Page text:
Ander Herrera was a surprise inclusion in José Mourinho’s starting XI. I had expected either Morgan Schneiderlin or Marouane Fellaini to shield the center backs, helping to keep an eye on Jamie Vardy, and counter Leicester’s power up the middle. Instead, the Portuguese chose to counter their speed, and it paid handsome dividends. Herrera’s passing was accurate, and apparently inspired Pogba, who has lately been preoccupied with his dribbling, to let the ball do the heavy lifting.
Mourinho’s sides are always best on the counter, and this match was no different. Leicester enjoyed the meat of possession in the first half, especially in the early going before United’s players settled into their roles. In the second half, the time of possession reversed. United played a possession game against the clock more so than their opponents, and Claudio Ranieri’s side came back into the match, although four goals was too big a hole from which to climb.
Wayne Rooney also came back into the match very late on, affording Marcus Rashford a deserved breather. Any who have bought into the constant Rooney bashing over the past few seasons, aka just about everyone, might have thought his presence would allow the Foxes to score three goals, or possibly more, in the final seven minutes plus stoppage time to rescue a most unlikely result. Instead, the captain actually put a shot on target seconds after entering, then did nothing catastrophic for the remainder. Whether he sees action on Thursday v Zorya Luhansk in the Europa League is difficult to foresee. United need a result after capitulating to Feyenoord in their opening group match, and the manager will probably want to prolong the feelgood factor from the Leicester victory by starting a similar squad. He may also view the Europa League as an opportunity to work Luke Shaw and Henrikh Mkhitaryan back into the squad, if they are fit.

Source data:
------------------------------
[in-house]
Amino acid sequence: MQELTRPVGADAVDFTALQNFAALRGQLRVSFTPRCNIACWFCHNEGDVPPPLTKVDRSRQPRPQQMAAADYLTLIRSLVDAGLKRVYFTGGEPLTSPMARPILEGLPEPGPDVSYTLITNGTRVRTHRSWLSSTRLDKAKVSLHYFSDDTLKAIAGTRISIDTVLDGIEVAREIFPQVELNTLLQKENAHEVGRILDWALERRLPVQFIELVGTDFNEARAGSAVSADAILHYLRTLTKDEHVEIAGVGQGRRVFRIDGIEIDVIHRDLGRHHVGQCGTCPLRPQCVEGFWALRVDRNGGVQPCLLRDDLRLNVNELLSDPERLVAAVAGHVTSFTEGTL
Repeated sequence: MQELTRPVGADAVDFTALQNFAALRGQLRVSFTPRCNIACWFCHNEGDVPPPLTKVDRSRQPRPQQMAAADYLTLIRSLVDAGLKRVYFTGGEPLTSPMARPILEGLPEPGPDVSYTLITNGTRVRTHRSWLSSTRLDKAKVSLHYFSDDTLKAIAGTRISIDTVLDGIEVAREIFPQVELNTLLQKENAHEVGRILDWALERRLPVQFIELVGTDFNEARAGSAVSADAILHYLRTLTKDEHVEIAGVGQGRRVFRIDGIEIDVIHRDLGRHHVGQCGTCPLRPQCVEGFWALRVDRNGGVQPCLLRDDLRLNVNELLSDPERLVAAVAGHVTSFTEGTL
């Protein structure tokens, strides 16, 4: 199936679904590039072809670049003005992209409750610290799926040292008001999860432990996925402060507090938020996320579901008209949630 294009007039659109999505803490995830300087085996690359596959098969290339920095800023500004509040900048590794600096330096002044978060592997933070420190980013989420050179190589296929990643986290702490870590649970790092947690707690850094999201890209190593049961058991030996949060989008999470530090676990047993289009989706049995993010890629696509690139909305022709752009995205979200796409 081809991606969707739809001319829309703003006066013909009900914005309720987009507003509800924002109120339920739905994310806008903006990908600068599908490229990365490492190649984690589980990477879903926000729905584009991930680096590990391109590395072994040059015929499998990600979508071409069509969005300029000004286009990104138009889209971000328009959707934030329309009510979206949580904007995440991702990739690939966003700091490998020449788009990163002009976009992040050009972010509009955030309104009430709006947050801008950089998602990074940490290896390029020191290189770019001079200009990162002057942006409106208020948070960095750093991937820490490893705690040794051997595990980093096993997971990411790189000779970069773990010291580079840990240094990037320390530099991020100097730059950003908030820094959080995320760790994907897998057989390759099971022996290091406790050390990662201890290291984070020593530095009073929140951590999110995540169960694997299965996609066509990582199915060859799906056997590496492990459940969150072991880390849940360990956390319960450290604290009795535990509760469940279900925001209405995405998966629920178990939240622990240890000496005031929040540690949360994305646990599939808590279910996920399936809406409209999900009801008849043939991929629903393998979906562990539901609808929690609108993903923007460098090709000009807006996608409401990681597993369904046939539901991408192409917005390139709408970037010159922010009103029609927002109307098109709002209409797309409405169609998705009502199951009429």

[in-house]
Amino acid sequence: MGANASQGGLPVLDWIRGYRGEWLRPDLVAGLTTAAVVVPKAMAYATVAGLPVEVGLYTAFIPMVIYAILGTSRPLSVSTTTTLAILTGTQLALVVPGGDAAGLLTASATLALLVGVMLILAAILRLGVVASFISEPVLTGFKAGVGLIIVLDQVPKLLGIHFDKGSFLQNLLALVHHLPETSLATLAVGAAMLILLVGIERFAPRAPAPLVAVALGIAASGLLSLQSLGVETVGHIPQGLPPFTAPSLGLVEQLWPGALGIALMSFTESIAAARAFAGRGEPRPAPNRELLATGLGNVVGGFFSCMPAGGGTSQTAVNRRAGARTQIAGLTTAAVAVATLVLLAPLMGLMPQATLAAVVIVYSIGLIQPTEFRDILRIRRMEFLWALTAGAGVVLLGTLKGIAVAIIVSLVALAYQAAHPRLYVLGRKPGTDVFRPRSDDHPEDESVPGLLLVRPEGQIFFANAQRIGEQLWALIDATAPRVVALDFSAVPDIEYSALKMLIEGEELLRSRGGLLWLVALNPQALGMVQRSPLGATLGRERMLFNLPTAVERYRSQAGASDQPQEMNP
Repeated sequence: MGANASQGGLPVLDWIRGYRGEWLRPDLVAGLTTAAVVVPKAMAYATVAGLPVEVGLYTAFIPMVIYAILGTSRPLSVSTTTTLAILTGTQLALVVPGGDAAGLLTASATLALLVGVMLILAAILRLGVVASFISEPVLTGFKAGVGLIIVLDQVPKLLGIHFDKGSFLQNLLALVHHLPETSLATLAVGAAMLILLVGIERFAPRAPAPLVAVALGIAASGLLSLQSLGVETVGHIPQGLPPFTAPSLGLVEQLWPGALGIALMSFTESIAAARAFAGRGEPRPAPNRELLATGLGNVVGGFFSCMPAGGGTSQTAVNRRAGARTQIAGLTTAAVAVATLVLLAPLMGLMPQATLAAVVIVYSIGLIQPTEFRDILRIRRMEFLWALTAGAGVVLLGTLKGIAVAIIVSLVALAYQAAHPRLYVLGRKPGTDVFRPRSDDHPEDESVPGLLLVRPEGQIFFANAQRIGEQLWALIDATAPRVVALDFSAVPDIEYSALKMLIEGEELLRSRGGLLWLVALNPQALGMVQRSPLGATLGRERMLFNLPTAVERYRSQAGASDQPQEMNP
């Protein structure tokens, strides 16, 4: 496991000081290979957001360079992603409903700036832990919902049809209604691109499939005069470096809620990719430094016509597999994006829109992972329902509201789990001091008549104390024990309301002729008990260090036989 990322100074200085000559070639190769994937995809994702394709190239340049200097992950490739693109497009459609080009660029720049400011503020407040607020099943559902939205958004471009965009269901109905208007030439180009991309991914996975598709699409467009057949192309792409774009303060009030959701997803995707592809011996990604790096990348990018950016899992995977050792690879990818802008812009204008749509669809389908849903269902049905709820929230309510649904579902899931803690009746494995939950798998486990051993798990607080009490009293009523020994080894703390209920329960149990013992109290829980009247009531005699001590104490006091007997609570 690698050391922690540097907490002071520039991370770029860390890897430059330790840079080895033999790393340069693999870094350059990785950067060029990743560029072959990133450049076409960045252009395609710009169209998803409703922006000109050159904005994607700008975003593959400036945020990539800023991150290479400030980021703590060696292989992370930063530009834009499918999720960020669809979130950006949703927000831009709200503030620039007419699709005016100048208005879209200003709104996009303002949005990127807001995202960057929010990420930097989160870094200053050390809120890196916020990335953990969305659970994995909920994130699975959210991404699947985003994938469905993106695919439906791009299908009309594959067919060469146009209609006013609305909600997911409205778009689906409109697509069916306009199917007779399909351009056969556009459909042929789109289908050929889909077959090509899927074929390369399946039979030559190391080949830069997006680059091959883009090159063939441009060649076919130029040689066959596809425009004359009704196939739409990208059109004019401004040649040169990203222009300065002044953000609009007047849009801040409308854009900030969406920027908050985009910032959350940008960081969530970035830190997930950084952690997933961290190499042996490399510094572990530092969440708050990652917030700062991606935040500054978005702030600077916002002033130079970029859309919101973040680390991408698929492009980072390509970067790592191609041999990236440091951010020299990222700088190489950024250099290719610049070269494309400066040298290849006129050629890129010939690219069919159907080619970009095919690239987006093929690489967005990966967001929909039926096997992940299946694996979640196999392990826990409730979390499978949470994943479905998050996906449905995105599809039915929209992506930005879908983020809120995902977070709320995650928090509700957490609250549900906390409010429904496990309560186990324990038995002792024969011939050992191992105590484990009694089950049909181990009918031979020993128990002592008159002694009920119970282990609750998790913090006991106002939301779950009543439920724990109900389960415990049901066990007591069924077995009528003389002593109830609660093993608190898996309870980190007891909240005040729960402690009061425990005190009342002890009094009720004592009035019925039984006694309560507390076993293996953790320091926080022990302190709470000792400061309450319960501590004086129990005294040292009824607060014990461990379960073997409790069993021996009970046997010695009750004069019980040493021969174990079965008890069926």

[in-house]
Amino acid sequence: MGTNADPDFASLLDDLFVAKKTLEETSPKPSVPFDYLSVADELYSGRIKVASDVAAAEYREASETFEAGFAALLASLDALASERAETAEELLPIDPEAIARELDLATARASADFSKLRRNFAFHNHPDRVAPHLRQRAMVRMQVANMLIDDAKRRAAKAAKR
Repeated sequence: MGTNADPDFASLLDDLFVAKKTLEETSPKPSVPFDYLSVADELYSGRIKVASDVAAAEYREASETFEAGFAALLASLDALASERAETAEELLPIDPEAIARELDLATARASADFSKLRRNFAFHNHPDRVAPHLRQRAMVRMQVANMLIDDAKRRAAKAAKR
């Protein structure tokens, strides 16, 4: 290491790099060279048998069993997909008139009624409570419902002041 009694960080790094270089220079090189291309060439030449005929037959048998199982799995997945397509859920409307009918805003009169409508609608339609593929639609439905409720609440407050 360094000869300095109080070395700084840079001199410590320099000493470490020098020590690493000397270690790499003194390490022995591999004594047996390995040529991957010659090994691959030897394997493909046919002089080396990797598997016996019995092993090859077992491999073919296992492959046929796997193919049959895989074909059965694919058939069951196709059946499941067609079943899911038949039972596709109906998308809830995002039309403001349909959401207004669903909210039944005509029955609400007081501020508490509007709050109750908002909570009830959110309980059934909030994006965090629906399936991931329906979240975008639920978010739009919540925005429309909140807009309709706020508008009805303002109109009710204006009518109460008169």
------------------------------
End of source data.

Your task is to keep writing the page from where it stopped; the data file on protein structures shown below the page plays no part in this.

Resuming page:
With Zorya, then Stoke, visiting Old Trafford in the coming week, the run-up to the next international break is a stretch in which the club can restore its out-of-the-starting-gate momentum. Of course, Liverpool loom on the other side of the break, as City did after the last. That match, against a genuine contender, which Claudio Ranieri must sadly concede his champions at the moment are not, is when José Mourinho’s Manchester United will have their next opportunity to prove they are for real.